In the meantime, thousands of motion pictures were created in the years just before and after the turn of the century.  Most of these early films have been lost, but many have been retained and digitized.  Edison did not believe audiences would tolerate more than a few minutes of motion pictures.  He thought that the constant “flicker” produced by those early films would prove too annoying to sit through for any length of time.  Thus, the early films are all very short in duration, rarely lasting more than five minutes.


'Three Acrobats", produced by the Thomas Edison Company, 1899


Edison and his peers created a new industry, one that is among the most profitable in the world.  That is not all.  More importantly, they helped to create a powerful new art form.  Film is both a reflection of, and a primary influence on our culture.  Film has spread America's image and values across the globe.  It has fostered imitators who wish to emulate America's celebrity culture and materialism.  It has also created an anti-American backlash in many places, and has likely inspired a large measure of anti-Western terrorism.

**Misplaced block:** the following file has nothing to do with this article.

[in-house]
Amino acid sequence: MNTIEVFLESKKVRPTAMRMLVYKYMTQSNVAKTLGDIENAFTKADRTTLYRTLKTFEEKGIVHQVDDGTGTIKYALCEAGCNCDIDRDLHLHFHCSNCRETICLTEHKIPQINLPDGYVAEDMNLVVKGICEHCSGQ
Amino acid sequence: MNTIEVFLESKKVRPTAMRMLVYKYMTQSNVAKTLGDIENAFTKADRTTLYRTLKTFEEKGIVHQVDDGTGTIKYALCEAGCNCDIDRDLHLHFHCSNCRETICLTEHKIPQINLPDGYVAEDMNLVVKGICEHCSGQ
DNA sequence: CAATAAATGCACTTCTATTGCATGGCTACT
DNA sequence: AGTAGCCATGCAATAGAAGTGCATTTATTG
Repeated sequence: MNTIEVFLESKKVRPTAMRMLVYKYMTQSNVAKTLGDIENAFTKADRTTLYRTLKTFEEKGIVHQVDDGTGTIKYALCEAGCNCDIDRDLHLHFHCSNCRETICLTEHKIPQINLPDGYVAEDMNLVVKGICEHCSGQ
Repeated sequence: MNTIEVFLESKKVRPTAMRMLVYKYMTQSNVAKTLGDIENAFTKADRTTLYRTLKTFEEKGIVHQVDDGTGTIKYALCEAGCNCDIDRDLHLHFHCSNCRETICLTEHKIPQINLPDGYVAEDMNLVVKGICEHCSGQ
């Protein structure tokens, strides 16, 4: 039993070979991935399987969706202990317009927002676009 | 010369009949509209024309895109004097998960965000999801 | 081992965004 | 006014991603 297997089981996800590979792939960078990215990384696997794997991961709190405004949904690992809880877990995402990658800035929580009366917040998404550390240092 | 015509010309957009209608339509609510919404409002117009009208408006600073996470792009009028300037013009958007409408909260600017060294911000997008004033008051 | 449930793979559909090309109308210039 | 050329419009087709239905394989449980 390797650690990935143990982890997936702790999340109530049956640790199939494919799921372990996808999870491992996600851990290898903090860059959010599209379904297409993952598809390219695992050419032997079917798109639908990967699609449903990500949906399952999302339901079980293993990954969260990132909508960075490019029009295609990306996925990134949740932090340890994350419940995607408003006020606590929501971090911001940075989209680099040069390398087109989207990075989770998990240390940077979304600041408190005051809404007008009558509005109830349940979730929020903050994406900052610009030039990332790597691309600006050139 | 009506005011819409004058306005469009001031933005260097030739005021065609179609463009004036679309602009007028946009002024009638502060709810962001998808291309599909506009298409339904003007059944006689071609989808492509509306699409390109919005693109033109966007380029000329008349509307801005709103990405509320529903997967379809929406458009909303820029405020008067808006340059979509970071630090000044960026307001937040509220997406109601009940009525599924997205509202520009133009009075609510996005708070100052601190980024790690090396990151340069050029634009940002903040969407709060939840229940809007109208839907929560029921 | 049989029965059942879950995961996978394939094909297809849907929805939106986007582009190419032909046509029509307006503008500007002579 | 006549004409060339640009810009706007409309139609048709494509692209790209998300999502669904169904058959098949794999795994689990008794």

The movies of today bear little resemblance to those created by Edison and his peers in the late 19th century.  Those short films, however, provide a fascinating look at the world that existed at the turn of the 20th century.   I can’t help but wonder what motion pictures will look like a hundred years hence, at the turn of the 22nd century.


The Roundhay Garden Scene, the oldest live motion picture in existence, 1888